2. Steak Snabler

    Steak Snabler Well-Known Member

    Forget baseball 15 years ago, what about this?

  3. LongTimeListener

    LongTimeListener Well-Known Member

    Nah, nobody's supposed to notice that NFL players have gotten 75 pounds heavier AND faster in a single generation. It's an NFL scribe rule. I mean, sure, some guys like Shawne Merriman and Brian Cushing might accidentally take a bad supplement, but nobody would be doing anything else and certainly not on purpose.

    Clay Matthews having some hamstring problems. Again. Totally not about muscles getting too big for the frames holding them, though.
  4. Jake_Taylor

    Jake_Taylor Well-Known Member

    I agree that the performance of Gonzalez and other mid-to-upper 30s players in the NFL shouldn't raise some eyebrows, but I might argue with the premise that Tony G. is better now than in his 20s just because he's caught a few more passes. He's playing in a totally different kind of offense in Atlanta with a much better quarterback than he ever played with in KC.
  5. JC

    JC Well-Known Member

    OOP just heard a bell go off.
  6. Baron Scicluna

    Baron Scicluna Well-Known Member

    Ray Nitschke played until he was 36.

    Jeff Van Note played until he was 40.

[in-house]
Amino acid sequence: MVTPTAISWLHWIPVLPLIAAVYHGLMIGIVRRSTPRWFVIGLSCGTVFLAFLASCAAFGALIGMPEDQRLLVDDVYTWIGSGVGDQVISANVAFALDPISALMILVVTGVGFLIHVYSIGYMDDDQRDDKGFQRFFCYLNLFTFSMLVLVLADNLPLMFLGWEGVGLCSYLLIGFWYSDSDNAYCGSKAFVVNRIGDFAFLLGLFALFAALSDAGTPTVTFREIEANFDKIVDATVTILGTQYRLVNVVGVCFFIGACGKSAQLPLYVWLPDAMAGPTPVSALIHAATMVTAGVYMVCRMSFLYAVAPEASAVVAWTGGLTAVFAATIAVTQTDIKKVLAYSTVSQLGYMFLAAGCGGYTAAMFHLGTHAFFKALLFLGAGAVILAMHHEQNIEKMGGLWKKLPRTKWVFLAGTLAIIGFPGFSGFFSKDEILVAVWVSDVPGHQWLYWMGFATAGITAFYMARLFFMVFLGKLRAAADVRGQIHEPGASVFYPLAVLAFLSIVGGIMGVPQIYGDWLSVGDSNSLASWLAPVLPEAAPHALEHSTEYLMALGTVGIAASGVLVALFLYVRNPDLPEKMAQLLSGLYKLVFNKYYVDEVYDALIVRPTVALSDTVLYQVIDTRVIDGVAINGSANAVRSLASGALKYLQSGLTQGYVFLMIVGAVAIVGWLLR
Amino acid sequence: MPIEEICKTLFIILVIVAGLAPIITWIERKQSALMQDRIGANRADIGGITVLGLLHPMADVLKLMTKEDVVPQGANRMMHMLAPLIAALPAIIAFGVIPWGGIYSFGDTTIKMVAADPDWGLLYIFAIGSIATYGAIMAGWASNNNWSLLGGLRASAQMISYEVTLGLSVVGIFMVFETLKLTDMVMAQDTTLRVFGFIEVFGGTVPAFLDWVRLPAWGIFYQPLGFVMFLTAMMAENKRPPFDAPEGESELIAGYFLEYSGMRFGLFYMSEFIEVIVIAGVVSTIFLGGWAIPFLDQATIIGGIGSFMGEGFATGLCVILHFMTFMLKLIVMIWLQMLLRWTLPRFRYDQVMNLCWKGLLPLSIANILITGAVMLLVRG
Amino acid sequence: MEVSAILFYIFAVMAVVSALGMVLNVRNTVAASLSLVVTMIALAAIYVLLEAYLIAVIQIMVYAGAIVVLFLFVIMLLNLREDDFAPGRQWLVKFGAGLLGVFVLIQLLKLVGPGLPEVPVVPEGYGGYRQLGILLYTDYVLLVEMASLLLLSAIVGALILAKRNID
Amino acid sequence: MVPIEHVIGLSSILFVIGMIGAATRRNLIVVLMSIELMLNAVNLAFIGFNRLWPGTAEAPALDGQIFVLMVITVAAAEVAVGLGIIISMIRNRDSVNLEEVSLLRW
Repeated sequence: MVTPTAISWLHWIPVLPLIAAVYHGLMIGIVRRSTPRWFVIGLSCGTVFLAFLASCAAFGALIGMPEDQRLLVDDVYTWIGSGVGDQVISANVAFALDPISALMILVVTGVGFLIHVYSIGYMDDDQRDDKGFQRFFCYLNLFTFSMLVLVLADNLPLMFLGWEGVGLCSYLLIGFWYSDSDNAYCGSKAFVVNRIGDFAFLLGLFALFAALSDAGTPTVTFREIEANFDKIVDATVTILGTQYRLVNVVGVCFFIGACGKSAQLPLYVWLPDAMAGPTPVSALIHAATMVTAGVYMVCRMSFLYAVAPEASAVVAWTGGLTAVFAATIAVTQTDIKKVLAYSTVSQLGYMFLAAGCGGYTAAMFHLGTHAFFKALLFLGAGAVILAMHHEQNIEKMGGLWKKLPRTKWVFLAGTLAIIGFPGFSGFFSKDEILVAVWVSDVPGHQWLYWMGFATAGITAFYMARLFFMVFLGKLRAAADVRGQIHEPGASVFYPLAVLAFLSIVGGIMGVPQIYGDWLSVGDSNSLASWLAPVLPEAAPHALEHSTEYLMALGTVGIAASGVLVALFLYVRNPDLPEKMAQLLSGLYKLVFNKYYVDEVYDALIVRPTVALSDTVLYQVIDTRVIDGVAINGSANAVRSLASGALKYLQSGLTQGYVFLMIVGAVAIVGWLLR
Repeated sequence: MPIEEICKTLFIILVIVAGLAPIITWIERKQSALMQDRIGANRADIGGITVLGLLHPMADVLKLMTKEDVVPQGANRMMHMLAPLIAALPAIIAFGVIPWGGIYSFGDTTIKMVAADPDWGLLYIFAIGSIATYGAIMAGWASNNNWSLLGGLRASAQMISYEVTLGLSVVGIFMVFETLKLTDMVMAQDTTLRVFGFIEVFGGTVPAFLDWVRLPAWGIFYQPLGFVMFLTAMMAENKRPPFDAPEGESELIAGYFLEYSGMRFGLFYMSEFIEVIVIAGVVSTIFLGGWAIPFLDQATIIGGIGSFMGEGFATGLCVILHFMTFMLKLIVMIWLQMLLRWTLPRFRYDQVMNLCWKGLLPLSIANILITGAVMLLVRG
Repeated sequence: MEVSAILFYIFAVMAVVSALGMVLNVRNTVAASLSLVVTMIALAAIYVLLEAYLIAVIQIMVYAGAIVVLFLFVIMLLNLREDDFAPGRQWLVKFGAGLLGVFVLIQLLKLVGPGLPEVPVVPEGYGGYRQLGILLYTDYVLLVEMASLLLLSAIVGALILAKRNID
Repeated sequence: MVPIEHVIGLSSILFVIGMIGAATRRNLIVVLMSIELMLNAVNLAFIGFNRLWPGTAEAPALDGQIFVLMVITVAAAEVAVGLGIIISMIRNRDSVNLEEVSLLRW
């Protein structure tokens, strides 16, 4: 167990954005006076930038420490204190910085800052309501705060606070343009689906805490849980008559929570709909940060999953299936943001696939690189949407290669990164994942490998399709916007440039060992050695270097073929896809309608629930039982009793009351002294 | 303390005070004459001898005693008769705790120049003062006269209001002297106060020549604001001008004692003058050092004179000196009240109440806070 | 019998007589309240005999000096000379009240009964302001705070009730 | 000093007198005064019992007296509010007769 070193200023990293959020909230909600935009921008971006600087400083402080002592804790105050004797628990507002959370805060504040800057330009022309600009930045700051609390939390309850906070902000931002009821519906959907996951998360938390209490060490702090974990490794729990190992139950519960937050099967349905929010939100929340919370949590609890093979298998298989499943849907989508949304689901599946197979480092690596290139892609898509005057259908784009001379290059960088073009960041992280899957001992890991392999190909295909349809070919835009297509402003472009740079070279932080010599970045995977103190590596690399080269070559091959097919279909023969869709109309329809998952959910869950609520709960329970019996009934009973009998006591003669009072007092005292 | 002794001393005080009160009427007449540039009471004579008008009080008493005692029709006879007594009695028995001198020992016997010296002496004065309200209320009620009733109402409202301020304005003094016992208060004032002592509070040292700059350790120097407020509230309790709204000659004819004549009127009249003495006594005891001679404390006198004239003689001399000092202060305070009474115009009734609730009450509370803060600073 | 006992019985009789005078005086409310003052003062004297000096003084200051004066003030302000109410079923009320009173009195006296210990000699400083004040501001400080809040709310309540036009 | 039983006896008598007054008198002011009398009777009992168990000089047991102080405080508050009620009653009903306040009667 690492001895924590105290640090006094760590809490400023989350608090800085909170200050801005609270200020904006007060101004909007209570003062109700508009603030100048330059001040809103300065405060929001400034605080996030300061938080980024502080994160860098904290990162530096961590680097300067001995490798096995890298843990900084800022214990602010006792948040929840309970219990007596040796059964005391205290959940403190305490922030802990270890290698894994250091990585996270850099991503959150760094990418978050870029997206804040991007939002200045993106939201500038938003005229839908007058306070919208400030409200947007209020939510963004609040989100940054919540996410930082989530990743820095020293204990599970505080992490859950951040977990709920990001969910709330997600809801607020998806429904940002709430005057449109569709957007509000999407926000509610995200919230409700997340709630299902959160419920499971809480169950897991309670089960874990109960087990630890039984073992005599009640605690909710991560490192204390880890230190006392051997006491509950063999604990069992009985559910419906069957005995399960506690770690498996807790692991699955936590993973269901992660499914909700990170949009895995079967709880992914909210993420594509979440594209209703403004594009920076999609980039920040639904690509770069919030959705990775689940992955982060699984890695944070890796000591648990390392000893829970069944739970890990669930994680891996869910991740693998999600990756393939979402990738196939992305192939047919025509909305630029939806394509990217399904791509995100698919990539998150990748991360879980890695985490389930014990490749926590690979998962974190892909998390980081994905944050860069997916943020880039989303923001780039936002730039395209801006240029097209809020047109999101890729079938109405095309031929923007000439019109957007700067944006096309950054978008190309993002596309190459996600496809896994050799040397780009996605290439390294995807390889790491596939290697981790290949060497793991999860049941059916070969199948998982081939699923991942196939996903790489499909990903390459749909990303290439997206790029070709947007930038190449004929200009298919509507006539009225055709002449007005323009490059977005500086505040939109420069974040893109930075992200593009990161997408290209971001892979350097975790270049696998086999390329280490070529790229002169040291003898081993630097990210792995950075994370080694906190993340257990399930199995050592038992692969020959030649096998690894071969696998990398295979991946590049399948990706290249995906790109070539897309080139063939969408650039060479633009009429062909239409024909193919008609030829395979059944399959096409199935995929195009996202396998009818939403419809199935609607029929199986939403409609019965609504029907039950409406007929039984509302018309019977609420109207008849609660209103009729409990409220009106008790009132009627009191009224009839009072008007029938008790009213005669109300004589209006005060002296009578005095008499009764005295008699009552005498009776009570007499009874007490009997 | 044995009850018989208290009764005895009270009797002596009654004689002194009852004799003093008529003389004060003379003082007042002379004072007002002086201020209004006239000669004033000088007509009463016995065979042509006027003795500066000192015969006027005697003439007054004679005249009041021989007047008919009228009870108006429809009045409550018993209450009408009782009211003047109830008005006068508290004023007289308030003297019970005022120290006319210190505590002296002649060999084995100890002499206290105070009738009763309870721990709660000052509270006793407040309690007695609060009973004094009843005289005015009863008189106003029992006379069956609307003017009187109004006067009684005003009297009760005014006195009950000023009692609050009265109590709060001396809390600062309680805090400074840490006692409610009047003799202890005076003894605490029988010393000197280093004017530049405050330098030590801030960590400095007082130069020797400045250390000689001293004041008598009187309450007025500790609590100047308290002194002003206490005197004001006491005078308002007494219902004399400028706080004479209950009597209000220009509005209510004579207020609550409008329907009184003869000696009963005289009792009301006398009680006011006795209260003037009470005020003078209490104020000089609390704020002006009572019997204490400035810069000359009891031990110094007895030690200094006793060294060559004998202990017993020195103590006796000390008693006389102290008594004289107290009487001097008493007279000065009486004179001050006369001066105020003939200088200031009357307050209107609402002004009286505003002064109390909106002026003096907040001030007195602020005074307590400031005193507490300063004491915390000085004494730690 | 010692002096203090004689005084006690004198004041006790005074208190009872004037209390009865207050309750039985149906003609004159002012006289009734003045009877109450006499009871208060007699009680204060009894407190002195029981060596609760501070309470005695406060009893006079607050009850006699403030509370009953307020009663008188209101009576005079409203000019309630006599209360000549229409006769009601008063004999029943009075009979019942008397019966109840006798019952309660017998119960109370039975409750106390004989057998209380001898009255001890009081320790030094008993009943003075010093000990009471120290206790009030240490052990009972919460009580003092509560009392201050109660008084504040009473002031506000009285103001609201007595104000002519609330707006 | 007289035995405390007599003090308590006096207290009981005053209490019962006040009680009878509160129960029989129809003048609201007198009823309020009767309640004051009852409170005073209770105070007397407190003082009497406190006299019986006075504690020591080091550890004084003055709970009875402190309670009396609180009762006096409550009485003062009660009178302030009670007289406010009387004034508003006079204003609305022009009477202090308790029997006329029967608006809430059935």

Darrell Green played until he was 42.

    Except for a brief appearances afterward, George Blanda quarterbacked until he was 45.

    Obviously, most guys don't play that long, but a lot of that has to do with injuries and attrition. But to pretend this is a recent phenomenon is ridiculous.
  7. LongTimeListener

    LongTimeListener Well-Known Member

    But Baron, nobody would argue that those guys were getting better, or even staying as good, that long in their careers. That's like saying Barry Bonds wasn't doing anything untoward because Hank Aaron also played into his 40s.
  8. Versatile

    Versatile Active Member

    Tony Gonzalez isn't actually getting better. That's just the type of trite horseshit Peter King writes to make his story seem more relevant or because he can't help but use awful cliches. Every red phrase in the OP is a cliche. Stop reading Peter King, and your brain will thank you.
  9. silent_h

    silent_h Member

    Personally, I concur with the other posters who note that it doesn't take a story like this -- or a parallel with aging-baseball-players-defying-time stories of the late 1990s/early 2000s -- to think that, gee, maybe professional football has a lot of PED use.

    That said, I'm a little surprised that I've never read anything on athletes-defying-time and PED use in pro basketball.
  10. Pencil Dick

    Pencil Dick Member

    Darrell Green at age 52 could still beat 99% of the current NFL players in the 40-yard dash.
  11. CD Boogie

    CD Boogie Well-Known Member

    Or NASCAR, tennis, or hockey. I know there's been whispers and the occasional story by former players, but I can't recall any kind of prevailing test cases that made these sports answer for their respective testing policies.
  12. LongTimeListener

    LongTimeListener Well-Known Member

    Congress asked the NBA about steroids, but the NBA sent Juan Dixon up there to tell them everything was OK.

    Karl Malone's before-and-after pictures are more hilarious than Barry Bonds'.